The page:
SUMMARY (from IMDB): In order to be reinstated to the bar and recover custody of her daughter, a hotshot lawyer, now in recovery and on probation, must take on the appeal of a woman wrongfully convicted of murder.


What prompted me to watch this film was the cast and a compelling story, and I was not disappointed by either of the two.

The Trials of Cate McCall is one of these films which are hard to review; for saying anything concrete about it could spoil the enjoyment of a future viewer as its best elements are those which come as a surprise.

Even though the themes of The Trials of Cate McCall have been explored in films numerous times, the film is still unique in its own way. Plot-wise, both Cate’s professional and personal struggles are absolutely intriguing and take some unexpected turns. The characters are well-developed and multi-dimensional, not only the main ones, but also the supporting ones.

I have already mentioned the amazing cast, who do justice to their names with good performances. Each and everyone deserves praise, but I would like to point out only one by name: Anna Anissimova deserves major props for her Lacey.

Overall, The Trials of Cate McCall was definitely worth my time – it it is only just under an hour and a half long – and left a lasting positive impression on me.

4 stars

RECOMMENDATION: If you like crime/drama The Trials of Cate McCall is certainly a film to be taken into consideration the next time you wonder what to watch.

Saturday, February 15, 2014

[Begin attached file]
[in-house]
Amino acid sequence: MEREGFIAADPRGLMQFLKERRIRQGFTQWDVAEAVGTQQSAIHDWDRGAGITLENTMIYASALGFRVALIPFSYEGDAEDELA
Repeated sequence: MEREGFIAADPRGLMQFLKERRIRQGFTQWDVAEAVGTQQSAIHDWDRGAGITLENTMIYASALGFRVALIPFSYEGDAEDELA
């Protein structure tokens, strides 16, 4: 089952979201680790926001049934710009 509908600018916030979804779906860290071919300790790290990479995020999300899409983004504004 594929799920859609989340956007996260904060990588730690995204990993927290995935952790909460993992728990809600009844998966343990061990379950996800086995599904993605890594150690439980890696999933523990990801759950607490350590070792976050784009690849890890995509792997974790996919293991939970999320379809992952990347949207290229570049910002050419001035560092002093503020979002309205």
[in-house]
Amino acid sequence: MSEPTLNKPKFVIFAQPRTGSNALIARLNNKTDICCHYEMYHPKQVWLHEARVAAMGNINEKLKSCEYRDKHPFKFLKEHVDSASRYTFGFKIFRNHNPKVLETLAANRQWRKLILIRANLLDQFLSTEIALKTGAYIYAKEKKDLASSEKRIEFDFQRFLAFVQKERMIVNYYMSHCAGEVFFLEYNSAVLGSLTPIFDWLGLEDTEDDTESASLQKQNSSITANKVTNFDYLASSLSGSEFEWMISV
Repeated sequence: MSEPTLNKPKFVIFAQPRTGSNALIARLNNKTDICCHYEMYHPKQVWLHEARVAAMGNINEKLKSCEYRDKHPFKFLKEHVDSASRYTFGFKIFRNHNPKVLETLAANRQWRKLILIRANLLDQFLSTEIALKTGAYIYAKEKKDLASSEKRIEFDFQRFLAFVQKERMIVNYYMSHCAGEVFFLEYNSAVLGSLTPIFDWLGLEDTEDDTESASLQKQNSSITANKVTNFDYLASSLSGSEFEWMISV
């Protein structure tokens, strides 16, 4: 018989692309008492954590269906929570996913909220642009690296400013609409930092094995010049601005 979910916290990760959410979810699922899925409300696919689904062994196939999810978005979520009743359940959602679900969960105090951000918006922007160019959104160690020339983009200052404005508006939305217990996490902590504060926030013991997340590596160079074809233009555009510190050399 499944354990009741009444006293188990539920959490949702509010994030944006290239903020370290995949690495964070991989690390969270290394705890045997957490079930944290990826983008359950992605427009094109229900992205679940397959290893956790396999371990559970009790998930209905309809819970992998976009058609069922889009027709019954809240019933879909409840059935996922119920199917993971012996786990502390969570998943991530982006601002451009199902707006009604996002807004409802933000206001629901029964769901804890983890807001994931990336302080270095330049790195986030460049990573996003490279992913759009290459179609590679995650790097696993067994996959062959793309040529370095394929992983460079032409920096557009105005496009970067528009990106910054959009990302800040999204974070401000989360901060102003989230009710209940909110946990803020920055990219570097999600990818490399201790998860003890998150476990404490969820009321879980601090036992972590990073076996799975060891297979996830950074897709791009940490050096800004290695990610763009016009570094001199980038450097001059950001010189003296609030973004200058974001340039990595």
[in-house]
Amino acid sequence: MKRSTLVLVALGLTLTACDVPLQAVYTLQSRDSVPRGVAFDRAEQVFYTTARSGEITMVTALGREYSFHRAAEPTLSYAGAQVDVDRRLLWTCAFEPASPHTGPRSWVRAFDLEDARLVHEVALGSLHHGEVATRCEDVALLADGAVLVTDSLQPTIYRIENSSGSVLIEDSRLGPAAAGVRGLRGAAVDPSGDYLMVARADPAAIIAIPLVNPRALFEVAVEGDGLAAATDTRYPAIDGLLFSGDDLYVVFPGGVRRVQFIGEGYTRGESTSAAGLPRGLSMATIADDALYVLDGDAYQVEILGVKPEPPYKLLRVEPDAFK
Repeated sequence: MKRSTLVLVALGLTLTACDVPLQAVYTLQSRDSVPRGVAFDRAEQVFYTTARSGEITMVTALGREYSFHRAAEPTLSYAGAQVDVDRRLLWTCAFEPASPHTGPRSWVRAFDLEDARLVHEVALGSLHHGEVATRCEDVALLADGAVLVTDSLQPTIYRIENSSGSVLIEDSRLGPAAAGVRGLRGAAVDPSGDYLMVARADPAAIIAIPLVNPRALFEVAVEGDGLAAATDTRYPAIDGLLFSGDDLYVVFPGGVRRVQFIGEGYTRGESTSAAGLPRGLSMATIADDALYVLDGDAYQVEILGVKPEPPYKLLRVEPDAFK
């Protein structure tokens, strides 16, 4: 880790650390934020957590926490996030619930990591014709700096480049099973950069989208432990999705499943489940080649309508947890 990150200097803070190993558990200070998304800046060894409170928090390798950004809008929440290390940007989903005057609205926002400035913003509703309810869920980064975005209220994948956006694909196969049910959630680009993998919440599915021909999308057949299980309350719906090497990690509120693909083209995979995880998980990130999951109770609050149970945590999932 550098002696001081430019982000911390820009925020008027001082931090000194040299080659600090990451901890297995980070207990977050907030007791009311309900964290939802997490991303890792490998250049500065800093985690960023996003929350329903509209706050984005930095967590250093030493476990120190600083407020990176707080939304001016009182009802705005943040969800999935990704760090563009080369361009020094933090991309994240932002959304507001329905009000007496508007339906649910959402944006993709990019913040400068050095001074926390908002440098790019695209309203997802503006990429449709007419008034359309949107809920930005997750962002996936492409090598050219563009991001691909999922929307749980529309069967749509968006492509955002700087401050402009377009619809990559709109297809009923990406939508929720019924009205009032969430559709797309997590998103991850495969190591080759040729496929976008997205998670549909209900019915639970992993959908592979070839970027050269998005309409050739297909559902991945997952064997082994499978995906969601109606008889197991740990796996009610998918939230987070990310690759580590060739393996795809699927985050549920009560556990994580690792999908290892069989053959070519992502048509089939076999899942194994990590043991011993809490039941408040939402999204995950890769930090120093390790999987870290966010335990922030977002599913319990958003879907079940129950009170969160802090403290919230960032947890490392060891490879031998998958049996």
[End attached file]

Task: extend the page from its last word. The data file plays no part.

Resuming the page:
Game of Thrones, Seasons 1–3

GoT title cardCREATOR: David Benioff, D.B. Weiss; CAST: Peter Dinklage, Lena Headey, Maisie Williams…

SUMMARY (from IMDB): Seven noble families fight for control of the mythical land of Westeros.


Obviously, A Song of Ice and Fire by G. R. R. Martin has been on my TBR list for ages. However, even though I have heard a lot of praise for it, I have been reluctant to start it, because those books look scarily thick.

Nevertheless, I started watching the TV-series based on it on a whim, and sped through it in about three weeks, because it is so good.

As I learned from a friend who read the books and watched the show, Game of Thrones is to a great extent faithful to the book series as far as the basics are concerned, but it omits details, which is understandable.
It has a lot of great characters, played by excellent actors: the good, the evil, and those in between; and you will both love and hate them. And let me reiterate the warning my friend gave me: do not get attached to any character to strongly because nobody is safe.

The plot is full of action, suspense, intrigues and drama both on personal and general scales, with many unexpected surprises along the way and twists one never sees coming.

The scenery and settings are absolutely stunning, worth watching all on their own. And I enjoyed the music on the show quite a bit.

Game of Thrones is not for people with weak stomachs, since there is quite some graphic violence present. This show is on HBO for a reason, so be warned. The same goes for sexually explicit scenes.

Overall, I fell in love with this show, and I can’t wait for season 4, starting in April. And one of these days I will certainly venture to my library and borrow the first book of A Song of Ice on Fire, since I want to learn the details the show may have left out and get perhaps a clearer, deeper look into this amazing world.

5 stars
RECOMMENDATION: If you are a fantasy and history (since the world of ASoIaF resembles a medieval world) fan, this show is a must-see (provided you are a mature adult and can handle violence, of course), as is the book series a must-read (the advice I have to follow some day soon).